Boards to the rescue – preventing dysfunctional teams at the top


Financier Worldwide Magazine

May 2015 Issue

May 2015 Issue

A number of top executives at globally renowned firms have lost their jobs in the past year. These sudden and often unexpected departures highlight a growing need in the boardroom, namely that of boards of directors taking a closer look at the executive office team as a whole and assessing whether they have not only a high performing chief executive officer (CEO), but a high performing top team as well. When the answer is ‘no’, the risk to organisations is high and board directors are more likely than ever to take swift action to remedy the situation.

Boards are increasingly playing an active role in the process of ensuring companies have a well functioning top team in place. Historically, many boards have not been closely involved in the functioning of the executive office team, preferring to leave this aspect of corporate governance in the hands of CEOs. Though some boards provided oversight of the C-suite executive selection process, this often consisted of little more than a rubber stamp of the CEO’s selection. As long as the candidate passed muster on their individual qualifications, there was little further thought given to how they might fare as an enterprise leader and a top team member.

But the tides are turning. The past 10 years have brought many changes to the boardroom that have highlighted the negative impact dysfunctional top teams can have on an organisation, and how swiftly these problems can erode value. Today’s boards have more skin in the game than their predecessors of even a few years ago, and they are taking a more active role to ensure the executive office is staffed by an aligned top team that has an enterprise-wide focus.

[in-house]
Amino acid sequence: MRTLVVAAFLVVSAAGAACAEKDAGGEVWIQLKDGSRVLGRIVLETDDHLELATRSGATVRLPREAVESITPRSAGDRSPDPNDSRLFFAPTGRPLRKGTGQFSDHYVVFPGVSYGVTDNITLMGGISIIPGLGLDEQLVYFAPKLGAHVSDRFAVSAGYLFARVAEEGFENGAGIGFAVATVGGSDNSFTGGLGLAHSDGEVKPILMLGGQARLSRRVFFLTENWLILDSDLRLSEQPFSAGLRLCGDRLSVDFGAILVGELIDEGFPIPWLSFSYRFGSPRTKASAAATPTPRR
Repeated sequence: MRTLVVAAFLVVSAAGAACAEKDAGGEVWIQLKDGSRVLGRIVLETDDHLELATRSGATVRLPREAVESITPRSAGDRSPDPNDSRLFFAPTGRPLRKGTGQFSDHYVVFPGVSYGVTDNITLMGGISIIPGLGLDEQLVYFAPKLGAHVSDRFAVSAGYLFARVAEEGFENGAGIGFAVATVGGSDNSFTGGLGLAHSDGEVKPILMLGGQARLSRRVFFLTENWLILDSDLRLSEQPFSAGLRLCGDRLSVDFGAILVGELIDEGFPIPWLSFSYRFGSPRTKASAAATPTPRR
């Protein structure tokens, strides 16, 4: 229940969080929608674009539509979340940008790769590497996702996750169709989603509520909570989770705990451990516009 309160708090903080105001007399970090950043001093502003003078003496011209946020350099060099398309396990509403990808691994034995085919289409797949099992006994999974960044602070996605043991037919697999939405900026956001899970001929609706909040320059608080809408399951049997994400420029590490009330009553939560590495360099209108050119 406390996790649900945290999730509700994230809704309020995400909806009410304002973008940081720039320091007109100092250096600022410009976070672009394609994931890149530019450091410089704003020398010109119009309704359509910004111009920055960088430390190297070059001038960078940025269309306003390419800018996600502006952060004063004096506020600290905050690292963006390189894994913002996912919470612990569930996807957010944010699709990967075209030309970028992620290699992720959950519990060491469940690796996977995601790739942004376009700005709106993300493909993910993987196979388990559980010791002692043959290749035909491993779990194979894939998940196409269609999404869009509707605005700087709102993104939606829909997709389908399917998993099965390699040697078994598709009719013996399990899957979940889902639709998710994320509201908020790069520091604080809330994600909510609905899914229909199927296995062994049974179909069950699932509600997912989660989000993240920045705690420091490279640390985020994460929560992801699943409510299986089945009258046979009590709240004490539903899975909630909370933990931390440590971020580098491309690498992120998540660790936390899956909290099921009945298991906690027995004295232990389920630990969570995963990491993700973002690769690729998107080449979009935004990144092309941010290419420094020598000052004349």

What are the warning signs boards should be on the lookout for that indicate a top team isn’t truly high performing and thinking broadly across the business?

Communication roadblocks

Keep a close eye on communications both between the board and executive office, and among executive team members themselves. The board should have direct access, and channels of communication to all members of the executive team to ensure end-to-end visibility across the organisation’s operations and a complete picture of overall company performance. Boards that are stymied by interference from the executive team in seeking out clear information should see this as a strong warning that all is not right within the top team.

Selective knowledge sharing

Watch how the CEO interacts with the team. A healthy team should have a mix of one-on-one interactions and full team meetings paired with a collegial flow of information among top team members. A CEO who chooses to conduct business with his or her colleagues one-on-one might be filtering information between team members that can create silos and prevent executive team members from seeing a full picture of the company. Limiting team members to one-off discussions has haunted other top teams, leading to sub-optimised organisational performance and the premature departure of talented senior executives. Top team members need to come together. They need an environment in which they can deliberate and debate material issues from their varying perspectives, have access to key information and address the reality that they are collectively responsible for the full company portfolio; not just their function or business unit. The board must ensure that the CEO is creating the conditions for the top team to operate in this way.